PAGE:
Oh Sweet Misery ~ Smith Rock State Park, OR

In Oregon’s high desert, near Terrebonne, striking spires rise up from the Crooked River Canyon. Crafted from molten rock and subsequent flowing water, these basalt tufts have been sculpted into what is now known as Smith Rock State Park. This striking setting draws cyclists, hikers, and photographers, and in the mid-1980’s gained the attention of rock climbers, both local and international. Today more than 1,000 bolted climbing routes dot the vertical basalt walls, challenging beginners and experts alike.

After seeing photos in a brochure, I knew we had to make a slight detour and stop to soak in the views and hopefully take a hike. The 3-mile Misery Ridge Trail, incorporating sections of several other trails, was the hike that would take us up high for views of the surrounding Cascades, the Crooked River, basalt tufts, and Monkey Face Rock. Monkey Face is where we hoped to catch sight of climbers perfecting their sport. Taking the route less traveled, suggested by a Ranger, was to be the easier way down a steep, rocky trail. As I watched others with small children sliding down sections of the trail in the opposite direction, I whispered a silent prayer of thanks to that Ranger.

Starting up The Chute and hiking alongside the Crooked River, both sides of the trail offer enticing views and soon we found “beginner” climbers scaling the chiseled walls. As the hike increased in elevation, Monkey Face Rock absorbed our attention as a group of four climbers clung to the vertical face, the lead climber making his way into the mouth of the big ape. After many photos we continued up Misery Ridge.

Around the backside of Monkey Face we soon realized that two climbers were pushing for the summit, high-fiving one another as they stood at the top looking out over the mountain peaks dotting the horizon. What an exhilarating feeling that must be!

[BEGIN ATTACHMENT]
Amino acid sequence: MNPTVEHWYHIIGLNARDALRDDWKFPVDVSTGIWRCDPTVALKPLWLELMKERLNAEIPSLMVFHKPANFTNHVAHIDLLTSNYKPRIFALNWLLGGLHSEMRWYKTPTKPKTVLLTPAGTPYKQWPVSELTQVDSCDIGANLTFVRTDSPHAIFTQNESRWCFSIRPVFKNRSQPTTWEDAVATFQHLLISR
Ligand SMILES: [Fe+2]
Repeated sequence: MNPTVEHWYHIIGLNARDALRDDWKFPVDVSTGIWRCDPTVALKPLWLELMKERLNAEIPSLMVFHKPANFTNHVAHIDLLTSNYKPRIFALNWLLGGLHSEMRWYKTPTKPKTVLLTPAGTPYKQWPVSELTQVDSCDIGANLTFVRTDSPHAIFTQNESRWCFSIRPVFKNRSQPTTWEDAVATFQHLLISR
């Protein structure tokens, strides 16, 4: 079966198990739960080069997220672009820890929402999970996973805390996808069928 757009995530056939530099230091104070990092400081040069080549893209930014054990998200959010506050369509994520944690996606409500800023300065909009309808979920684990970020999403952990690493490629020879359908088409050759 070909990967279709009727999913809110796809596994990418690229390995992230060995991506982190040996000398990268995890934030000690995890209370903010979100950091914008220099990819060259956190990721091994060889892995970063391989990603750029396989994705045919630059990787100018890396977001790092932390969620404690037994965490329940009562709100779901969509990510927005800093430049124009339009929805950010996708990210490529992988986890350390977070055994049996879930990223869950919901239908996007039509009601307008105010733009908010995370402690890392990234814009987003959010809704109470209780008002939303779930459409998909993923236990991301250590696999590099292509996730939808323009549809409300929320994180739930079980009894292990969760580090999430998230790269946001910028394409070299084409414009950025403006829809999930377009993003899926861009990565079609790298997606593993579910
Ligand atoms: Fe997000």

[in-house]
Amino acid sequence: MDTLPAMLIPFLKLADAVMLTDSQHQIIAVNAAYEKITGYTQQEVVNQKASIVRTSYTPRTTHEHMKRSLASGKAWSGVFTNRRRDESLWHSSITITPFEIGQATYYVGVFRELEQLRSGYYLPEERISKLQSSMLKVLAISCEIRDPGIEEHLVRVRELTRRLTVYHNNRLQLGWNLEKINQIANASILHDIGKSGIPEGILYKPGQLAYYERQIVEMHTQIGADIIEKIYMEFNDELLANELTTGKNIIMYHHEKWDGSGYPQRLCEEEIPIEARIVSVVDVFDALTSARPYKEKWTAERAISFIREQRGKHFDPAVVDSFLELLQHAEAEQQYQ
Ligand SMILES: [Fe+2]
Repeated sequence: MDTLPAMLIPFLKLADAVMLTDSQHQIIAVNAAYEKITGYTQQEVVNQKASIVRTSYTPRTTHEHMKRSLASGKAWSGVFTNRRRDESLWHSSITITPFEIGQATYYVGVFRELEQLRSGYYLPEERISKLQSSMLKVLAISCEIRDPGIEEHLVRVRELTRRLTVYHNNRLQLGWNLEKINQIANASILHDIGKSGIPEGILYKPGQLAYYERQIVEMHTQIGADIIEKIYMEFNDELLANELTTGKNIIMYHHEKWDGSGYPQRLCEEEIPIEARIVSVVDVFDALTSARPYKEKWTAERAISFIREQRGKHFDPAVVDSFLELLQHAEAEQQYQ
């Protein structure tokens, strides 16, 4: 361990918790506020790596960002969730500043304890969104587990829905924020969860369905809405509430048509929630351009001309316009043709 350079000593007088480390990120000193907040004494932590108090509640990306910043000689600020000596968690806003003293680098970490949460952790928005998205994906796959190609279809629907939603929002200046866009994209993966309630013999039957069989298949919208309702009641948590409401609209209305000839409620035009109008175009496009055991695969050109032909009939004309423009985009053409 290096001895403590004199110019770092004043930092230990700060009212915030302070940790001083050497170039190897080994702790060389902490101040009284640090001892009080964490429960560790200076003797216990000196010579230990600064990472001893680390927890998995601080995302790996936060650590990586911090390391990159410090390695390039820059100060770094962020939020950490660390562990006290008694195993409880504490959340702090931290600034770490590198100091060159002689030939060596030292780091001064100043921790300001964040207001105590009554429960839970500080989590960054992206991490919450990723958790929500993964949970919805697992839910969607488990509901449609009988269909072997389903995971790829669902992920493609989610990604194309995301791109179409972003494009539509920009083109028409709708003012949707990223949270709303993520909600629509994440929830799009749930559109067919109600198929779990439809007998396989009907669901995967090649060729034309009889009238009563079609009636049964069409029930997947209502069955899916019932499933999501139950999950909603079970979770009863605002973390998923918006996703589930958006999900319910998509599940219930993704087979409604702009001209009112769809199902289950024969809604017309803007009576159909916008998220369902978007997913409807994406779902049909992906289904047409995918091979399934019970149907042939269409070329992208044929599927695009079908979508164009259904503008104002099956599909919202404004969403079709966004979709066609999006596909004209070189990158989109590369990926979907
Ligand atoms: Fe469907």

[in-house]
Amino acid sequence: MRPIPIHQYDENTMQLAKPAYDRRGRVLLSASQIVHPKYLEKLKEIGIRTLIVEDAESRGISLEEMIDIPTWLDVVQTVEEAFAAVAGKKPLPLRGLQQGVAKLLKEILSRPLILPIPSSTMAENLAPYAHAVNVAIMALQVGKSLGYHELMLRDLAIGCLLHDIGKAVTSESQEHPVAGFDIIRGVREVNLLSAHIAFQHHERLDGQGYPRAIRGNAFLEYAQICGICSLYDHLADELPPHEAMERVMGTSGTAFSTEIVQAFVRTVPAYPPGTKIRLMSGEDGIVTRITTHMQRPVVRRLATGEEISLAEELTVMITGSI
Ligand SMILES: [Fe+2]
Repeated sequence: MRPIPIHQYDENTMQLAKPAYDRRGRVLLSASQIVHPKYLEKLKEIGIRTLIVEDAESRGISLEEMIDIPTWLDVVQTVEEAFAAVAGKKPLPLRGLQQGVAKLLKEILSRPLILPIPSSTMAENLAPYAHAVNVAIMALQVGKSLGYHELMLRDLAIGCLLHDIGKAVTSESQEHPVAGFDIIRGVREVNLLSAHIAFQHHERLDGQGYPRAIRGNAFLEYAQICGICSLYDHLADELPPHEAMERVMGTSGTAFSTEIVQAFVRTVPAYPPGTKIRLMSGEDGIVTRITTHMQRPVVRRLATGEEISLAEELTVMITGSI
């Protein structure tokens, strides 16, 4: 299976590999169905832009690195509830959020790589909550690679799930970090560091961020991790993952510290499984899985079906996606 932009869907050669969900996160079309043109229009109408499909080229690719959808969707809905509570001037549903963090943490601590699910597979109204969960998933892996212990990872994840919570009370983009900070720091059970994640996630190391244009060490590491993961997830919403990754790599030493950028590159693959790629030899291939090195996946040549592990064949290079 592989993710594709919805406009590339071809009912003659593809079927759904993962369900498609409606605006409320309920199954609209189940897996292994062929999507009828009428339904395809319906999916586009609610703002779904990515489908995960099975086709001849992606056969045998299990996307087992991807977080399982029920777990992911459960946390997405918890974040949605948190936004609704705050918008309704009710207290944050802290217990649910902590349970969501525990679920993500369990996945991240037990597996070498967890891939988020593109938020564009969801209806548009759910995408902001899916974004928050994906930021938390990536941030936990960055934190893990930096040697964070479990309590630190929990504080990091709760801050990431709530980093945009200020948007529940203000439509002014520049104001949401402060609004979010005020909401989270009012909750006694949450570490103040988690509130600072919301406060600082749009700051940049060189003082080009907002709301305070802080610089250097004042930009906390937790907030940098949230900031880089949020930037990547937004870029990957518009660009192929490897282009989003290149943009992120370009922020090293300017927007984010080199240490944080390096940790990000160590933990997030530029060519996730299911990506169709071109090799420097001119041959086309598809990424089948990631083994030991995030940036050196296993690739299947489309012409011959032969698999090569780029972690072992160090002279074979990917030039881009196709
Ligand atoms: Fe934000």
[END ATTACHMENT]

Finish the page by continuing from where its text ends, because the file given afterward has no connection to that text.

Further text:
We slowly picked our way down the loose, steep trail, back to The Chute, where are feet once again met level ground.

If you are in the vicinity, a visit to Smith Rock State Park should be on your list, particularly at sunset we are told, as this is the magic hour at this stop.

Gateway to the Cascades ~ Sisters, OR

You know you’re in for a special treat when the view that greets you as you approach town is an impressive skyline of snow-capped peaks.   Welcome to Sisters, where the town’s namesakes, North, South, and Middle Sister Peaks, all towering over 10,000 feet, grace the horizon, literally rising out of her backyard.   Complimenting this imposing panorama are Mt. Jefferson, Mt. Washington, Broken Top, and Three-Fingered Jack, quite a sight to behold.

As Oregon’s highways better developed, Sisters became known as the Gateway to the Cascades. She has retained her Old West flair while having a healthy tourist side, sporting specialty shops, antique stores, galleries, coffee shops, and restaurants.  Our favorite store was Jeffrey Murray Fine Art Photography. His landscape photography drew us in and we learned after visiting with Jeffrey that many of the photos in his gallery were taken during his 5-year sojourn as a full-time RVer. This talented young artist now calls Bend home. You can check out his artistry here.

Since we began our summer travels on May 1st, I have marveled at the places we have been able to squeeze our little Fox into, roads we have traveled, and stops we have made that we would not have attempted with our 5th-wheel. But there are places that even a truck camper should not venture, as we learned during our time in Sisters.